Home Adobe to Publish Flash File Format Specs

Adobe to Publish Flash File Format Specs

Adobe is today announcing the “Open Screen Project” which will seek to create a consistent runtime environment for rich media across a myriad of devices. In other words, Flash on the web, mobile, desktop, television, and other consumer electronic devices. As part of this initiative, Adobe will be releasing the file format specifications for Flash (.swf and .flv/f4v) and removing all licensing restrictions involved with the Flash format. In the future, the project will be expanded to include AIR.

Previously, Adobe allowed developers to create tools that wrote to the Flash format, but not that played it back — for that you had to use their Flash player program. Adobe will now remove all licensing fees associated with Flash and AIR — effective for the next major release of each — making them free on all devices.

The Open Screen Project “will remove barriers for developers and designers as they publish content and applications across desktops and devices, including phones, mobile Internet devices, and set top boxes,” said Adobe in a press release.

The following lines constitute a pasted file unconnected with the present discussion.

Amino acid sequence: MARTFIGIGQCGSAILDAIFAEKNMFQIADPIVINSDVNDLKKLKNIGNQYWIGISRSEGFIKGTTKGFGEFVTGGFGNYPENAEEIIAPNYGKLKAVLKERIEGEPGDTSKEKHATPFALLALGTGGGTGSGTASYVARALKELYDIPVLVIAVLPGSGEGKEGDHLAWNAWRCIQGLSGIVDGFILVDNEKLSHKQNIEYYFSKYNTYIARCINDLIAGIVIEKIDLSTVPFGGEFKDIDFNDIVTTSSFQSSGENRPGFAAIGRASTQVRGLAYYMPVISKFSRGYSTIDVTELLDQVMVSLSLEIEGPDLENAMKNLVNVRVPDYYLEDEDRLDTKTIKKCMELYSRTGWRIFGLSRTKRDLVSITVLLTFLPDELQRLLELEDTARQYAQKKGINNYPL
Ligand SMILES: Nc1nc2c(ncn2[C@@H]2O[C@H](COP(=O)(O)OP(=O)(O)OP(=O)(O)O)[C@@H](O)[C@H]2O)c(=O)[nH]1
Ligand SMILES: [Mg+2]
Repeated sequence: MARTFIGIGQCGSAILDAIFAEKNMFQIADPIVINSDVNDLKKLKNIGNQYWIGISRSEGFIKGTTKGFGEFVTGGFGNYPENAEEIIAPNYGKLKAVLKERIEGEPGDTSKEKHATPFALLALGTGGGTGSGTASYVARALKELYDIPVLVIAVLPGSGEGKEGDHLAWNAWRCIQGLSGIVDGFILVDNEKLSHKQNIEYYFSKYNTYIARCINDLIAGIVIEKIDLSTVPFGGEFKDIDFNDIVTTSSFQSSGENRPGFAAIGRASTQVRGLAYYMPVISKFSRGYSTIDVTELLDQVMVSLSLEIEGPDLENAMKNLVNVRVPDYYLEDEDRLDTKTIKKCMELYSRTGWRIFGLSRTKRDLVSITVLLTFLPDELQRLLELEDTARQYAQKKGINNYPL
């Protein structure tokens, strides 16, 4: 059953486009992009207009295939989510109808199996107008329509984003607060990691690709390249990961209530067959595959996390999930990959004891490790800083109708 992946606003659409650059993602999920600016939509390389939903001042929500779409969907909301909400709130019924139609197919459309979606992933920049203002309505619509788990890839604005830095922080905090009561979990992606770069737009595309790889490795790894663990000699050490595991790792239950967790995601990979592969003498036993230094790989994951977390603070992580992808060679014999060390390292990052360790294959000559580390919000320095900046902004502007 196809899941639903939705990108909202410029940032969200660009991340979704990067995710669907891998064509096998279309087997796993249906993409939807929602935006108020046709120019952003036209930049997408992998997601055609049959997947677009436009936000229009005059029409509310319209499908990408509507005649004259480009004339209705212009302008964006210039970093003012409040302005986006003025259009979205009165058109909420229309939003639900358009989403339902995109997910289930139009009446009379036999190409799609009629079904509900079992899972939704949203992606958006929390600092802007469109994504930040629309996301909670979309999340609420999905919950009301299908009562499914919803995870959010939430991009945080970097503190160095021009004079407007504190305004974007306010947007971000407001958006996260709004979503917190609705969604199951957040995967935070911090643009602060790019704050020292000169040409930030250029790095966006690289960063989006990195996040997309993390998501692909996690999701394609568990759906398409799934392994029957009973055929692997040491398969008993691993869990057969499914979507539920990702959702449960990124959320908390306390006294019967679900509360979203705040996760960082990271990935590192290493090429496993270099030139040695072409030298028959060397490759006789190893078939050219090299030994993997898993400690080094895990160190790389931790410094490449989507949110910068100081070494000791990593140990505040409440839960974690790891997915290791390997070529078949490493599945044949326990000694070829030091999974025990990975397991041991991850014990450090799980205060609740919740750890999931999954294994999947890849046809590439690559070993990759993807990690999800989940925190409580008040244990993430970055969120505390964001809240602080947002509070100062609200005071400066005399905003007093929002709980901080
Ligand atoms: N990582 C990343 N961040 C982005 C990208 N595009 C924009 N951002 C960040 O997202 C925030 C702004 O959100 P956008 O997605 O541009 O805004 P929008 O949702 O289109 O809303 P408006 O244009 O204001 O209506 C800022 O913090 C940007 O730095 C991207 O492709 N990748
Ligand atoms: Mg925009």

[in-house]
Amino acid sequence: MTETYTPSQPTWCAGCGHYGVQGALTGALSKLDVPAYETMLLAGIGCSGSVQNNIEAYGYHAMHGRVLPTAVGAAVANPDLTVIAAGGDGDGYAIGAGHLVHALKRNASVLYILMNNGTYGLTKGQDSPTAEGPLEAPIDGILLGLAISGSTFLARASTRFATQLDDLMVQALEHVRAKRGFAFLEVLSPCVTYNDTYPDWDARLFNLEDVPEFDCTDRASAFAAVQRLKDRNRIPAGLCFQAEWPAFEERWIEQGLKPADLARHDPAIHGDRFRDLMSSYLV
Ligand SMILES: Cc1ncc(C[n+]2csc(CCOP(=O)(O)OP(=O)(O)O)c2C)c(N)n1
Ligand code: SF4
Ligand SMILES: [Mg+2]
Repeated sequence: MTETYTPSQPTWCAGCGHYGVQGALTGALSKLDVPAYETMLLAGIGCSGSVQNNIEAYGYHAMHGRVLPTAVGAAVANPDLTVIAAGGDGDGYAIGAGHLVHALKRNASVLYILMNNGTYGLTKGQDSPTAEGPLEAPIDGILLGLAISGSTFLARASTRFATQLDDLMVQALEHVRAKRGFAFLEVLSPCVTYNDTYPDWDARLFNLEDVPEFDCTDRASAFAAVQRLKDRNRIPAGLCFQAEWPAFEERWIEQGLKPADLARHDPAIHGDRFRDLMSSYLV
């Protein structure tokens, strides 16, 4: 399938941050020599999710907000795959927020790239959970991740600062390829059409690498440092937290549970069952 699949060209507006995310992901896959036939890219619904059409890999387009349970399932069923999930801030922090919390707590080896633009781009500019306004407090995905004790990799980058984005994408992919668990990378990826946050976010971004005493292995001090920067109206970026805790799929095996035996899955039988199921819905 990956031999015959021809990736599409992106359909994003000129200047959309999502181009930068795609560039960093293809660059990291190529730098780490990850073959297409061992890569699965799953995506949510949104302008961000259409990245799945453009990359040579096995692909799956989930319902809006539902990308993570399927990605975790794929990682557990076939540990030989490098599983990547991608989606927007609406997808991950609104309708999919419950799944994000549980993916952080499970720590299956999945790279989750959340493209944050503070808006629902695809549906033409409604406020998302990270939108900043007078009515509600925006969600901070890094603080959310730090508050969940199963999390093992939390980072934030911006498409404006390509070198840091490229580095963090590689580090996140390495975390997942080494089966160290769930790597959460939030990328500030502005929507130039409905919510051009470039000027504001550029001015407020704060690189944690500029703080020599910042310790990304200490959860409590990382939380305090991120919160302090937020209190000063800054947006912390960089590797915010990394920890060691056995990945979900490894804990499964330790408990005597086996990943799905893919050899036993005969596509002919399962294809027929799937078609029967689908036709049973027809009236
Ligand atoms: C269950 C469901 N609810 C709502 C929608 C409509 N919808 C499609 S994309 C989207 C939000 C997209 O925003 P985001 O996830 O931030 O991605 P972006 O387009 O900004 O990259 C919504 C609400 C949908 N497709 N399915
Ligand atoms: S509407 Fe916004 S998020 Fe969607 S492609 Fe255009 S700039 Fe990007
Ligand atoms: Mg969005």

In addition to publishing the Flash file format specifications, Adobe will also publish specs for the Adobe Flash Cast protocol and the Action Message Format protocol. They will also publish the device porting layer APIs for the Flash player.

What Adobe is doing with Flash — making it an open format — follows in the footsteps of what they did with PDF back in the mid-90s. Adobe saw a lot of innovation happen around PDF after publishing the file spec and is hoping the same thing will happen with Flash. “Only by making the [Flash file format] spec open and available to everyone will we see the universe of the extended web grow,” said Dave McAllister, Director of Standards and Open Source at Adobe, who told me that proprietary communications formats “make no sense.”

Since releasing the PDF file format in 1993, it has become an open standard for documents and recently took a major step toward becoming the ISO 32000 Standard. Facing increasing pressure from Microsoft’s competing Silverlight technology, it seems Adobe is gunning for Flash to become the standard format for delivering rich media to the web and other devices.

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